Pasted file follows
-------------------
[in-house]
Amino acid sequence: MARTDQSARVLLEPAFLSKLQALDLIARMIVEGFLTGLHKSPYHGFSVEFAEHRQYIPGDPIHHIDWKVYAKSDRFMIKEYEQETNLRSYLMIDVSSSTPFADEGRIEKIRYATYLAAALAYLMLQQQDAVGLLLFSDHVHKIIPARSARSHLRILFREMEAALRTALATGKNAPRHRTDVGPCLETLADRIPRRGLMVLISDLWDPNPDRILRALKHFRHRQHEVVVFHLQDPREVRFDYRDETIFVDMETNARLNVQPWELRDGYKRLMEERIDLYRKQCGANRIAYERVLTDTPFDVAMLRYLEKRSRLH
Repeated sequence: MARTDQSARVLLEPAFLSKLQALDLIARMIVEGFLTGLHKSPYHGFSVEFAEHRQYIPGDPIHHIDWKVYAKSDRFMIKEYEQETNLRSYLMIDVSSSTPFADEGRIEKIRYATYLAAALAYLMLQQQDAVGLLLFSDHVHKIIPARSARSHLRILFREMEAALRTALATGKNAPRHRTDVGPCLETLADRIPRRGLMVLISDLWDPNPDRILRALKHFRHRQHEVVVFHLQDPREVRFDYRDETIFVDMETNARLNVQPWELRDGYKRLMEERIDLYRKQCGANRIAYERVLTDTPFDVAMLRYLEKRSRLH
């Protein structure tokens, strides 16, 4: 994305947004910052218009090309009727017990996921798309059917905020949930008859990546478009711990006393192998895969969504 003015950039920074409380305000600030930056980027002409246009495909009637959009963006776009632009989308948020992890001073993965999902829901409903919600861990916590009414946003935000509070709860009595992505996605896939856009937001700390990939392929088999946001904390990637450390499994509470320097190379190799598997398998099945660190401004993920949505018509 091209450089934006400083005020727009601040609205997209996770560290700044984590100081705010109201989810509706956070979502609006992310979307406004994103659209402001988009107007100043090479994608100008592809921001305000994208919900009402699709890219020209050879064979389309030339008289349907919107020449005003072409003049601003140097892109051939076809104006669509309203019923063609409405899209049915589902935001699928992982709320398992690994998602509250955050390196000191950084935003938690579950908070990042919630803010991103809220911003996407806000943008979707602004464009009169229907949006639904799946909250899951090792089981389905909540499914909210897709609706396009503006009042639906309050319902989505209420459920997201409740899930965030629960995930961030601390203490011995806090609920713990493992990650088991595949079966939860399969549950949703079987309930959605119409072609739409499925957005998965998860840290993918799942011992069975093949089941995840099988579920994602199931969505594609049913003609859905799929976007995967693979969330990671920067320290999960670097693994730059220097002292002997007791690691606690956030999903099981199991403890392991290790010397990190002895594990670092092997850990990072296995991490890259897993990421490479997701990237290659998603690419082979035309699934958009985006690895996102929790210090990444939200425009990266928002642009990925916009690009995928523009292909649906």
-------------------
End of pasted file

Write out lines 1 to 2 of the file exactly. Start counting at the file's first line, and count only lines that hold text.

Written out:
[in-house]
Amino acid sequence: MARTDQSARVLLEPAFLSKLQALDLIARMIVEGFLTGLHKSPYHGFSVEFAEHRQYIPGDPIHHIDWKVYAKSDRFMIKEYEQETNLRSYLMIDVSSSTPFADEGRIEKIRYATYLAAALAYLMLQQQDAVGLLLFSDHVHKIIPARSARSHLRILFREMEAALRTALATGKNAPRHRTDVGPCLETLADRIPRRGLMVLISDLWDPNPDRILRALKHFRHRQHEVVVFHLQDPREVRFDYRDETIFVDMETNARLNVQPWELRDGYKRLMEERIDLYRKQCGANRIAYERVLTDTPFDVAMLRYLEKRSRLH